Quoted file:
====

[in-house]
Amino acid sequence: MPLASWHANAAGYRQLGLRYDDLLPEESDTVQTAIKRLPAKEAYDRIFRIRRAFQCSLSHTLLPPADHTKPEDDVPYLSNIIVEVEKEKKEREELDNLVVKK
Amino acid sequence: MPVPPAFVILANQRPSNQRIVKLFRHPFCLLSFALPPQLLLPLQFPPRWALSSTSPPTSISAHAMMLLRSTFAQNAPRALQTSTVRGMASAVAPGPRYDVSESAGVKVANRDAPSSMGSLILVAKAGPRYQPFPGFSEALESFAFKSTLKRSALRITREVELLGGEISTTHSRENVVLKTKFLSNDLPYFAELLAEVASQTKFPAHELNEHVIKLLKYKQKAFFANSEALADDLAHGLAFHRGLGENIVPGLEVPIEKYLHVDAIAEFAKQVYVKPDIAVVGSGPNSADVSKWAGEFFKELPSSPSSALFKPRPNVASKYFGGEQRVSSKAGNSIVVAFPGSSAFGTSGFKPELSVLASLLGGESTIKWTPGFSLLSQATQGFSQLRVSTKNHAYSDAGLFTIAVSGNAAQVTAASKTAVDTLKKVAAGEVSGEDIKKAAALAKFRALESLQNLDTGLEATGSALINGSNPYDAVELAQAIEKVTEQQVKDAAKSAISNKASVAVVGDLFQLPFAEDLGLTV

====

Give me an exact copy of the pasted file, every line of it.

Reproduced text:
[in-house]
Amino acid sequence: MPLASWHANAAGYRQLGLRYDDLLPEESDTVQTAIKRLPAKEAYDRIFRIRRAFQCSLSHTLLPPADHTKPEDDVPYLSNIIVEVEKEKKEREELDNLVVKK
Amino acid sequence: MPVPPAFVILANQRPSNQRIVKLFRHPFCLLSFALPPQLLLPLQFPPRWALSSTSPPTSISAHAMMLLRSTFAQNAPRALQTSTVRGMASAVAPGPRYDVSESAGVKVANRDAPSSMGSLILVAKAGPRYQPFPGFSEALESFAFKSTLKRSALRITREVELLGGEISTTHSRENVVLKTKFLSNDLPYFAELLAEVASQTKFPAHELNEHVIKLLKYKQKAFFANSEALADDLAHGLAFHRGLGENIVPGLEVPIEKYLHVDAIAEFAKQVYVKPDIAVVGSGPNSADVSKWAGEFFKELPSSPSSALFKPRPNVASKYFGGEQRVSSKAGNSIVVAFPGSSAFGTSGFKPELSVLASLLGGESTIKWTPGFSLLSQATQGFSQLRVSTKNHAYSDAGLFTIAVSGNAAQVTAASKTAVDTLKKVAAGEVSGEDIKKAAALAKFRALESLQNLDTGLEATGSALINGSNPYDAVELAQAIEKVTEQQVKDAAKSAISNKASVAVVGDLFQLPFAEDLGLTV